As we wind up a tumultuous year, it’s disturbing to learn about yet another violent attack on a group peacefully practicing its faith. It seems to signify the worst of what we experienced in 2019 and can only lead us to hope and pray that 2020 will be better.
A Jewish group celebrating Hanukkah at the home of Rabbi Chaim Rottenberg, next door to his Congregation Netzach Yisroel synagogue in Monsey, N.Y., was attacked by a man wielding a knife on Saturday night.
Screaming, “I’ll get you!” The New York Times reported, the attacker stabbed five people, including the rabbi’s son, and left one person critically wounded.
“The guy came in wielding a big knife, sword, machete — I don’t know what it was … He took it out of his holder, started swinging,” Josef Gluck, who fought back, hitting the assailant with a coffee table, told The Associated Press.
Shortly after fleeing, the attacker was stopped and arrested by police, who have increased patrols and other activities in nearby neighborhoods with large Jewish populations.
After handwritten journals expressing anti-Jewish viewpoints were found at the alleged attacker’s house and similar evidence was discovered on a phone, federal prosecutors filed hate crimes charges in the case on Monday, saying that the assailant was driven by “anti-Semitic sentiments.”
The stabbings were the latest in a string of violent attacks targeting Jews in the region, including a Dec. 10 massacre at a kosher grocery store in New Jersey and an assault last month on a man who was walking to a synagogue in Monsey.
It was the 13th anti-Semitic attack in New York since Dec. 8 and an ugly symptom of “an American cancer on the body politic,” New York Gov. Andrew Cuomo said.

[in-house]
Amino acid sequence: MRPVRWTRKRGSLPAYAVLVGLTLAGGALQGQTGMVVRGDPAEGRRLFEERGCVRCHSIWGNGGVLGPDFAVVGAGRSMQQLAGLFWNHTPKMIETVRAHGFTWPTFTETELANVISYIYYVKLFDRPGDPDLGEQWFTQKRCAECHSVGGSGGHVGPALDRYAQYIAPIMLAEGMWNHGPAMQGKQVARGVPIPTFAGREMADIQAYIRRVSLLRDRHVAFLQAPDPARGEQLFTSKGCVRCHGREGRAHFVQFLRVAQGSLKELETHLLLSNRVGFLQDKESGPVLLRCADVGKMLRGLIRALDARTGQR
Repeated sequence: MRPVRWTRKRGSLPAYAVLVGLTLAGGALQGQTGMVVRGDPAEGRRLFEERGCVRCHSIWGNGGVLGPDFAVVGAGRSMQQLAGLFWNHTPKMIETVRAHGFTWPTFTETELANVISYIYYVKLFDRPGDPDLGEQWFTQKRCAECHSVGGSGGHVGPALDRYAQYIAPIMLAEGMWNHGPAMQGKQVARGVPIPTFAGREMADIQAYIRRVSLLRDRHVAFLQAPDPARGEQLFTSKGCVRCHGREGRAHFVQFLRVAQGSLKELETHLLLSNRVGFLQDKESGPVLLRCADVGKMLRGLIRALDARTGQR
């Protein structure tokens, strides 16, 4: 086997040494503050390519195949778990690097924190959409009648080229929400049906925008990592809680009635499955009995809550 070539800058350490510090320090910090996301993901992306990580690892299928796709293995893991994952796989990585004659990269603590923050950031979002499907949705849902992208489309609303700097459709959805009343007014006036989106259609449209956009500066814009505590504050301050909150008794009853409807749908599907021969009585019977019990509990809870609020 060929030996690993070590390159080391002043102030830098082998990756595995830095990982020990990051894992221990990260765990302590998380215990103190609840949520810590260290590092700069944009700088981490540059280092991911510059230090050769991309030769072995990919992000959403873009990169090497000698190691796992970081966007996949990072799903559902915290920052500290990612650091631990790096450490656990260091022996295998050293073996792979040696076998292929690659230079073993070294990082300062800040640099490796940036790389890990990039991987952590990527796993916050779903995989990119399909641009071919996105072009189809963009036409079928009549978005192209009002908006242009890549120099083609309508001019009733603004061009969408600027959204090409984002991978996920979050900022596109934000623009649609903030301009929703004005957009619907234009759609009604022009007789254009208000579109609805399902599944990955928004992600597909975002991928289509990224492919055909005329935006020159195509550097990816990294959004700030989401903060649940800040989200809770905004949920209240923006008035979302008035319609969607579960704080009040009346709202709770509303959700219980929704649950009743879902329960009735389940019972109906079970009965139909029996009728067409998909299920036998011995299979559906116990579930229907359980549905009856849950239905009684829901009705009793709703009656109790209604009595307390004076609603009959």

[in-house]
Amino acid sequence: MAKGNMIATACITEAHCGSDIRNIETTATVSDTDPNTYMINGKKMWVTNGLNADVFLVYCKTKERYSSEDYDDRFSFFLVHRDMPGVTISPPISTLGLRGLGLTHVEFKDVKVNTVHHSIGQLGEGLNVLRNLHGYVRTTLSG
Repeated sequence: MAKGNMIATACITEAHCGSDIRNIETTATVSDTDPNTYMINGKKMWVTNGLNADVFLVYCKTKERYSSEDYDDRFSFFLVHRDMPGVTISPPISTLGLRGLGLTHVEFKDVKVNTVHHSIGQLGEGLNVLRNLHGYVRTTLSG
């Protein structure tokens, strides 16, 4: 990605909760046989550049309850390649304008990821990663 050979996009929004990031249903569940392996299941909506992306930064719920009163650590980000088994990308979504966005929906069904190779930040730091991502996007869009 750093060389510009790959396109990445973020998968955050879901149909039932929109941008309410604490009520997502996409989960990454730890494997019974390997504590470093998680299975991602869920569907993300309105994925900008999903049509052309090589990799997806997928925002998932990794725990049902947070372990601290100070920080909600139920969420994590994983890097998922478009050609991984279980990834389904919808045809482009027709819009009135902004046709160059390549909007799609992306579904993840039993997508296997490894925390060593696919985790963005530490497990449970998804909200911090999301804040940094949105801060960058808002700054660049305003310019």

“This is violence spurred by hate, it is mass violence and I consider this an act of domestic terrorism,” Cuomo said. “Let’s call it what it is.”
President Trump condemned the “horrific” attack, saying in a tweet Sunday that “We must all come together to fight, confront, and eradicate the evil scourge of anti-Semitism.”
Anti-Semitism is like every other prejudice — it is based on fear, misinformation and the worst kind of stereotypes propagated against people who are in some way different. It’s encouraged by the “replacement theory” — that minorities are attempting to “replace” white people — promoted almost openly now by representatives of some media organizations.
We might think this a problem that only occurs elsewhere, but we’d be wrong.
Back in September, white supremacist propaganda was found at Temple Emanuel in Winston-Salem and on an online blog naming the synagogue, leading the temple to call the police, the FBI and other authorities. A Winston-Salem police investigator said the propaganda contained offensive and disturbing content that he declined to describe in greater detail.
Also in September, disgusting racist and homophobic emails that called for a purge of minorities and members of the LGBTQ community were sent to 12 faculty and staff members at Wake Forest University.
And earlier this month, Lt. Stacy Morton, a Greensboro police officer who had headed the vice and narcotics division, was “separated” from the department after being seen at a public gathering of an organization, Israel United in Christ, that contains a faction that is both racist and anti-Semitic, according to the Southern Poverty Law Center.
Anti-Semitic violence springs from anti-Semitic rhetoric. It can’t be allowed to take root and fester, in New York or in North Carolina.
It falls to decent people everywhere to condemn bigotry and reaffirm the rights of all to practice their religion in peace.